JARED LETO seems relaxed. Clad in beatnik black, chipped white paint on his fingernails and a crimson hue to the lower portion of his otherwise-brown shoulder-length hair, he's engagingly at ease. Even his bouncing between cushion and arm perches of the Moderne sofa in a sparsely furnished Los Angeles-area house that is his current, though temporary, residence comes off as playful.
"I'm a vagabond," he says, looking around at the freshly painted white walls, broken up only by a few pieces of art leaning on the floor.
Literally, yes. But in terms of his career, he's shown a sense of focus that many never expected. It's not that his band, 30 Seconds to Mars, has just earned "gold" status for sales of more than 500,000 of its second album, "A Beautiful Lie," a collection of intense, anguished accounts of deceit and change, anchored by this summer's modern-rock radio and video hit "The Kill." (The award plaque is among the things leaning against the wall, set beneath an alcove in which sits a placid Buddha statue.)
It's that the band is still here at all, having achieved its success slowly and steadily on a grinding pace. The breakthrough came a full year after the release of the album, and four years after the release of the quartet's debut, "30 Seconds to Mars."
That's rare enough in the quick-turnover era of music careers. It's unprecedented for an act fronted by someone whose fame came first and foremost as an actor, as Leto's did -- emerging as a heartthrob on the mid-'90s TV series "My So-Called Life" and later as a respected film presence, leaning toward such dark roles as a drug addict in "Requiem for a Dream" (2000) and a bad guy in "Panic Room" (2002).
The rigors and rewards of a film career are just too great to allow a person to give musical pursuits the full-time attention needed to build a solid career. But since 30 Seconds, which he founded with his drumming brother Shannon, signed with Virgin Records in 1998, Leto has insisted to anyone who'd listen that this was his priority.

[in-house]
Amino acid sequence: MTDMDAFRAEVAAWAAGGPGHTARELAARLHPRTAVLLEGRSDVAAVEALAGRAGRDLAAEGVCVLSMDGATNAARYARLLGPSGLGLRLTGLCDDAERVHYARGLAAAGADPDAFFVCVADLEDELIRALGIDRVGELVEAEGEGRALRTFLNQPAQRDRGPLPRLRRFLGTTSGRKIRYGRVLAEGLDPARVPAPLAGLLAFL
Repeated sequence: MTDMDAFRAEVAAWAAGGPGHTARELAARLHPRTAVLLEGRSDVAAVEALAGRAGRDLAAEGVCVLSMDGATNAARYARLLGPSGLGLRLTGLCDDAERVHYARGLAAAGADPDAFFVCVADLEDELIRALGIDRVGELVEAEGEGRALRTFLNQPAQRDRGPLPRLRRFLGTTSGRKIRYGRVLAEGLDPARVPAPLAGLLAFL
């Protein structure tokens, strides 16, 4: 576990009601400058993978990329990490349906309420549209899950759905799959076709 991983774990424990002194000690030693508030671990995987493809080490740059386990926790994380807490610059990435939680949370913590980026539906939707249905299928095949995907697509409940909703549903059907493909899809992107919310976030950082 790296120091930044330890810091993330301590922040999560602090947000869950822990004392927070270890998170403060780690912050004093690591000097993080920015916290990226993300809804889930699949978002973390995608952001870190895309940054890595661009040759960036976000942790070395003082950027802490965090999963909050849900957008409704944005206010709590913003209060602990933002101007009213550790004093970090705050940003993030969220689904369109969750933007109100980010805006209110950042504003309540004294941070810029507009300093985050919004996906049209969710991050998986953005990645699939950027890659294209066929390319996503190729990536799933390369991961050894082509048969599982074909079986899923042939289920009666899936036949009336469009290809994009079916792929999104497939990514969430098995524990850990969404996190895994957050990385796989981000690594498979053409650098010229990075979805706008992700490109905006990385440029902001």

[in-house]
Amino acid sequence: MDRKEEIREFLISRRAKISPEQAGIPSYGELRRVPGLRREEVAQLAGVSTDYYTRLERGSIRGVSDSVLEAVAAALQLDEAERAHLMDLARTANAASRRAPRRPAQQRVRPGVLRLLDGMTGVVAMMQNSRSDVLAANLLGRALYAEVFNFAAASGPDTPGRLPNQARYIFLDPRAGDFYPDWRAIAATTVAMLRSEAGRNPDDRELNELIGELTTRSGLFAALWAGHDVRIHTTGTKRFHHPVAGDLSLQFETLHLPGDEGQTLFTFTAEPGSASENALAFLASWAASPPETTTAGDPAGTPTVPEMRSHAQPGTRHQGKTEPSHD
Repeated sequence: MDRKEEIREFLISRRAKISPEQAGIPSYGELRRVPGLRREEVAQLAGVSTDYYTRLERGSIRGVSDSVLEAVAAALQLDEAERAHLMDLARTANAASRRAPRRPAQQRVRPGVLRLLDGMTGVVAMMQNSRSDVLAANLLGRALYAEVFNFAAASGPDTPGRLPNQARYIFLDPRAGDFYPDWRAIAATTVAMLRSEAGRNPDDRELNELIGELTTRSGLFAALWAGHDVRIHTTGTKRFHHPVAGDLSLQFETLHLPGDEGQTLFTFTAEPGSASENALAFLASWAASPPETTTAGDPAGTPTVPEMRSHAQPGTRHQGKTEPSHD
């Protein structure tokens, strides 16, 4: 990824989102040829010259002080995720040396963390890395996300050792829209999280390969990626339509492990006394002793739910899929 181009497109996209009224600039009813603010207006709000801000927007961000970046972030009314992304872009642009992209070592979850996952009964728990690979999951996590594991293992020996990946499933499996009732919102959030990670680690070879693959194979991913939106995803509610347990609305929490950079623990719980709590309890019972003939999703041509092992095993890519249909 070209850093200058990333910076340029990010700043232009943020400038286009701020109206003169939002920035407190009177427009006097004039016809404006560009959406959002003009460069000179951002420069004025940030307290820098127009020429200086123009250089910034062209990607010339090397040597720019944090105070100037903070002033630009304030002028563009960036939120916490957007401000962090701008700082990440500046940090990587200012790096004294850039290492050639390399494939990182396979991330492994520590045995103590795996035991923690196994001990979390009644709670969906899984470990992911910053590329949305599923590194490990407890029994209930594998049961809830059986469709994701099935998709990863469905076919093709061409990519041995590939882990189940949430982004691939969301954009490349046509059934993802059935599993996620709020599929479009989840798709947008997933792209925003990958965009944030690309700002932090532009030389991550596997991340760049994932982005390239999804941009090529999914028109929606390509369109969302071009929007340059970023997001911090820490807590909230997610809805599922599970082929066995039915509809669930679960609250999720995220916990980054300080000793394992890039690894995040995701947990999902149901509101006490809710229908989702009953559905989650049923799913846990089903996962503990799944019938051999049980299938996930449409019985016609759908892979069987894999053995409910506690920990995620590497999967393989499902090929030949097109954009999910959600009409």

Now the actions speak for themselves.
"We've been an opening band for three years straight," says the singer-guitarist, who will turn 35 the day after Christmas. "And at the moment we've been on the road for a year and a half."
The work is paying off, though, and the relatively unglamorous life is about to take a step up. The band, after playing at the Bamboozle Left festival Sunday at Cal Poly Pomona, will launch its first headlining tour, topping the $2Bill trek sponsored by MTV2, which was key in turning "The Kill" into a national hit. (The tour, which Leto has dubbed the Environmentour in honor of its emphasis on green elements -- biodiesel buses and the like -- comes to the Wiltern LG on Nov. 25.) And in early 2007, 30 Seconds will be co-headlining the Taste of Chaos tour with the Used.
AND the film career?
"I look back at the things I had to say no to, and no one in their right mind ... ," he pauses. "Clint Eastwood wanted me for 'Flags of Our Fathers' last year. And I had to say no, because we were booked to open for the Used. It wasn't even the main support slot, but the third band on the bill. People did not understand how I could say no to Clint. But the record was coming out and I was committed."
The only recent concession to film came with a six-week break earlier this year to star as John Lennon assassin Mark David Chapman in "Chapter 27." For the role he put on 65 pounds, developing several health problems -- high cholesterol, gout and concerns about irregular heartbeat.
(He's back to his lithe self now, but still not quite recovered from the strain of the supersizing.) He'll be doing promotion for the film, expected to hit the festival circuit in the spring. But at this point he doesn't have any other movie work lined up.
Leto isn't saying any of this smugly or defensively -- the standard posture of actors-turned-rockers, who often face assumptions that they are privileged dilettantes trading on their screen fame and taking music jobs away from more deserving figures.
In fact, he accepts the doubts some have had.
"I was not unaware of the challenges in front of myself and the band," he says. "Completely opposite. I understand and expected the trepidatious response we got early on and would continue to get. To break stereotypes is a very difficult thing to do."
Not that he thinks there's anything so noble in his pursuit, opening doors for other oppressed movie stars or such. He's just thrilled that his and his bandmates' hard work has paid off and given their pursuits a foundation of legitimacy.
"It's pretty bizarre that this has happened," he says of the success. "I always believed from back when we were writing 13-minute progressive-rock songs. But I feel I still have to convince people sometimes."
In the end, though, he sees the skepticism as good, both for the band and its intense fan-base core, a community collectively known as the Echelon (after a song title from the first album).